Advantages & disadvantages of monetary policy

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Monetary policy refers to the actions taken by central banks, such as the Federal Reserve in the United States, the Bank of England and the Bank of Australia, to affect the money supply and the overall performance of their respective nations' economies.

Central banks use short-term interest rates, government securities and banking reserve requirements to affect the availability of money and credit in the economy. Like other forms of economic policy, monetary policy comes with a set of advantages and disadvantages.

Advantage: Low Inflation

The two goals of monetary policy are to promote maximum sustainable levels of economic output and foster a stable price system. Stable prices mean keeping inflation low, and the Federal Reserve Bank of San Francisco concedes that low inflation is all that monetary policy can achieve in the long run. Inflation reduces the purchasing power of money, harming economic growth. In contrast, stable prices enable households and businesses to make financial decisions without worrying about sudden, unexpected price increases.

Disadvantage: Conflicting Goals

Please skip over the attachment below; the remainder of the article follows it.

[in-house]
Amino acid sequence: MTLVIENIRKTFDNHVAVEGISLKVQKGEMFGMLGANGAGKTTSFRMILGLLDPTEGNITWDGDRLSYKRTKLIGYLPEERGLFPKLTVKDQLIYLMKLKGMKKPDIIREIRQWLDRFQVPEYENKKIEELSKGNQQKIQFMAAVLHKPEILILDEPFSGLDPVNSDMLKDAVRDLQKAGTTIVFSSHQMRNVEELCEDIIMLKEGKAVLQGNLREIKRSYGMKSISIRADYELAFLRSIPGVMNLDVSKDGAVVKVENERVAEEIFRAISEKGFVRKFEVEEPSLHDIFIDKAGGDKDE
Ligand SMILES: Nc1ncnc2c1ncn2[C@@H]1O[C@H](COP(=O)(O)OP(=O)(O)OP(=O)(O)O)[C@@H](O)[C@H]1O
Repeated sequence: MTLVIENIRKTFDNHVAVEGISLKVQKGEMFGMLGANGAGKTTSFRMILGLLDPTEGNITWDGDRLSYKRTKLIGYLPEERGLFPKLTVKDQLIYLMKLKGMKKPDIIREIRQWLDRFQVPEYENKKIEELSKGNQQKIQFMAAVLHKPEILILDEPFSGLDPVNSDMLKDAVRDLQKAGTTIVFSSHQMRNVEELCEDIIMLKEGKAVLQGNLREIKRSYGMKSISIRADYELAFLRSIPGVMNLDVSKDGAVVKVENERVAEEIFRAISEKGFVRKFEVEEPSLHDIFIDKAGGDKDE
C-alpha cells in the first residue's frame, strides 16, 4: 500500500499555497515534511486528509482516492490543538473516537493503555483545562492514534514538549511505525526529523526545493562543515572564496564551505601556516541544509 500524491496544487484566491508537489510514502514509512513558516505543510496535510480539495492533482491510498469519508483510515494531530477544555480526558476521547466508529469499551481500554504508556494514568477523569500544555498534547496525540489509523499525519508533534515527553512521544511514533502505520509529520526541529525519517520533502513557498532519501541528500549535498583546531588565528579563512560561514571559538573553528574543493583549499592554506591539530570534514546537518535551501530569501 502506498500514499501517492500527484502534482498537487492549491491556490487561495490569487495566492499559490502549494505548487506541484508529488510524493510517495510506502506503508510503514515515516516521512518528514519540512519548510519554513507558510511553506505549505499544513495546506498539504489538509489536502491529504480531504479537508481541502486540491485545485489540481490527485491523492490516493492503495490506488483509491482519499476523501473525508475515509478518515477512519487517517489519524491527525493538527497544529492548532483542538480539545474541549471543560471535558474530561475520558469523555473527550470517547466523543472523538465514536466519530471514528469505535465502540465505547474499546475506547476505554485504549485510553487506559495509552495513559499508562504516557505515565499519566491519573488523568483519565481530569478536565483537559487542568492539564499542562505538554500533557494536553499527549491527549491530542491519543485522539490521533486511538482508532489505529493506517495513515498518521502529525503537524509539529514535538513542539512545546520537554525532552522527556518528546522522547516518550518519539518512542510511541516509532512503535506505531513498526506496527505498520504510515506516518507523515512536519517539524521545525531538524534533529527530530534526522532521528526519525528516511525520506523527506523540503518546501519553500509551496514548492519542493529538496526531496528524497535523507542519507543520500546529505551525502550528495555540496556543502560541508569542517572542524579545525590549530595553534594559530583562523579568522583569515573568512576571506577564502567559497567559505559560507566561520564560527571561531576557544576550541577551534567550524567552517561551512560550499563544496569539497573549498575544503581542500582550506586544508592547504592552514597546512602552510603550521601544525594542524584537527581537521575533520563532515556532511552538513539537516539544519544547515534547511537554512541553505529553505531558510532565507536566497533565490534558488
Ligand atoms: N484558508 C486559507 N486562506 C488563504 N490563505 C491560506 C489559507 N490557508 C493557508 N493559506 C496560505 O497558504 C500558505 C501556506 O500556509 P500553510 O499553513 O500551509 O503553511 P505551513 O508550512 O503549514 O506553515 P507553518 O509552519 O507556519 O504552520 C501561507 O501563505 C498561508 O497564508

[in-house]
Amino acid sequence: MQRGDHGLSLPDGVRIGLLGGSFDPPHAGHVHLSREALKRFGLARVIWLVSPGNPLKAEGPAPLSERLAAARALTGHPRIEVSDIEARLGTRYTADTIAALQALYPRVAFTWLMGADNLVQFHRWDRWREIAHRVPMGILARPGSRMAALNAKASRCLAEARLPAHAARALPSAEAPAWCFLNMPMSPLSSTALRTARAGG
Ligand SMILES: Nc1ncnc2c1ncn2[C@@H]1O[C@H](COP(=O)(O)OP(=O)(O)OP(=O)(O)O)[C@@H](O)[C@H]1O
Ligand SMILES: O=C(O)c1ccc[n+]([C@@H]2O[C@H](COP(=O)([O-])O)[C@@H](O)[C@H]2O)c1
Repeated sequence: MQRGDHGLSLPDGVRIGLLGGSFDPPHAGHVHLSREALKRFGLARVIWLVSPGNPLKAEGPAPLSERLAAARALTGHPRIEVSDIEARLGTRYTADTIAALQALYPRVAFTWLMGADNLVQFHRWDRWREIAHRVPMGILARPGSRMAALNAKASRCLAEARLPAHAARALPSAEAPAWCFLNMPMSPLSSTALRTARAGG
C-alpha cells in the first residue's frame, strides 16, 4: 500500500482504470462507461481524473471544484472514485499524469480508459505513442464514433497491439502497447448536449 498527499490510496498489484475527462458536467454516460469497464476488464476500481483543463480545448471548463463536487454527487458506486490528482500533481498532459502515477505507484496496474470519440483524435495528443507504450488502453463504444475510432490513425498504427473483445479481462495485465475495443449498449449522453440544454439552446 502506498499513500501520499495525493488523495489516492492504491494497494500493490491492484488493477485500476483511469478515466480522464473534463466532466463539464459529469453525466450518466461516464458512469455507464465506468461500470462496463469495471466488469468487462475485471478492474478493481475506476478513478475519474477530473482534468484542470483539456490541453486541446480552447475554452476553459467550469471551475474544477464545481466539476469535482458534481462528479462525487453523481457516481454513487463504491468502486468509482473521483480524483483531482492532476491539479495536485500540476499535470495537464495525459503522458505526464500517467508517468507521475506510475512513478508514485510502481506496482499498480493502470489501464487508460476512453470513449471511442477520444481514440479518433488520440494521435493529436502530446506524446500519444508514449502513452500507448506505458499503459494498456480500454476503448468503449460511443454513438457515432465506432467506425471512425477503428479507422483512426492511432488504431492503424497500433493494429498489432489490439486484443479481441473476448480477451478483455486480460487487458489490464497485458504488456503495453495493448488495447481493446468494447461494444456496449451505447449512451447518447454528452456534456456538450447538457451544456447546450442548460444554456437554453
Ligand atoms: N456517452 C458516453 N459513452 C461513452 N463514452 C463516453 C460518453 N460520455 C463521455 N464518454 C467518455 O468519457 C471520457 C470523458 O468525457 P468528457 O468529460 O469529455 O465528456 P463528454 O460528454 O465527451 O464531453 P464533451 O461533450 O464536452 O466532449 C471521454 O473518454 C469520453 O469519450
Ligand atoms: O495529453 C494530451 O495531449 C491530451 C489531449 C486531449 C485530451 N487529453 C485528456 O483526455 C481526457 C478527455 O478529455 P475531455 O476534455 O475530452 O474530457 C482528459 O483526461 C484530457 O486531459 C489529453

The Federal Reserve and other central banks can use monetary policy to achieve low inflation in the long run and affect economic output and employment in the short run. The Federal Reserve Bank of San Francisco reports that these goals sometimes conflict. Reducing interest rates to expand the money supply and stem rising unemployment rates during a recession, for example, could spark future inflation if monetary policy remains expansionary for too long. The best monetary policy seeks to strike a balance between these short- and long-term goals.

Advantage: Political Independence

When central banks operate free of political pressures, they are free to make policy decisions based on economic conditions and the best available data on economic performance, rather than short-term political considerations imposed by elected officials or political parties. The U.S. Federal Reserve operates with a high level of political independence, even though it is accountable to Congress. Federal Reserve board members are presidential appointees but have staggered terms to make it more difficult for a president to load the board with favourite appointees. When central banks lack this independence, monetary policy becomes subject to political pressures. Harvard economist Greg Mankiw, for example, writes that central bankers that lack political independence may manipulate monetary policy in a manner favourable to the political party in power.

Disadvantage: Time Lag

In contrast to fiscal policy, which quickly stimulates additional money into the economy as governments increase spending for government programs and public projects, monetary policy actions take time to work their way through the economy, especially a large modern economy such as that of the U.S. and other world economic powers. The San Francisco Fed estimates that monetary policy actions to affect output and employment can take three months to two years for their effects to be felt. Actions may take even longer to affect inflation -- sometimes more than two years.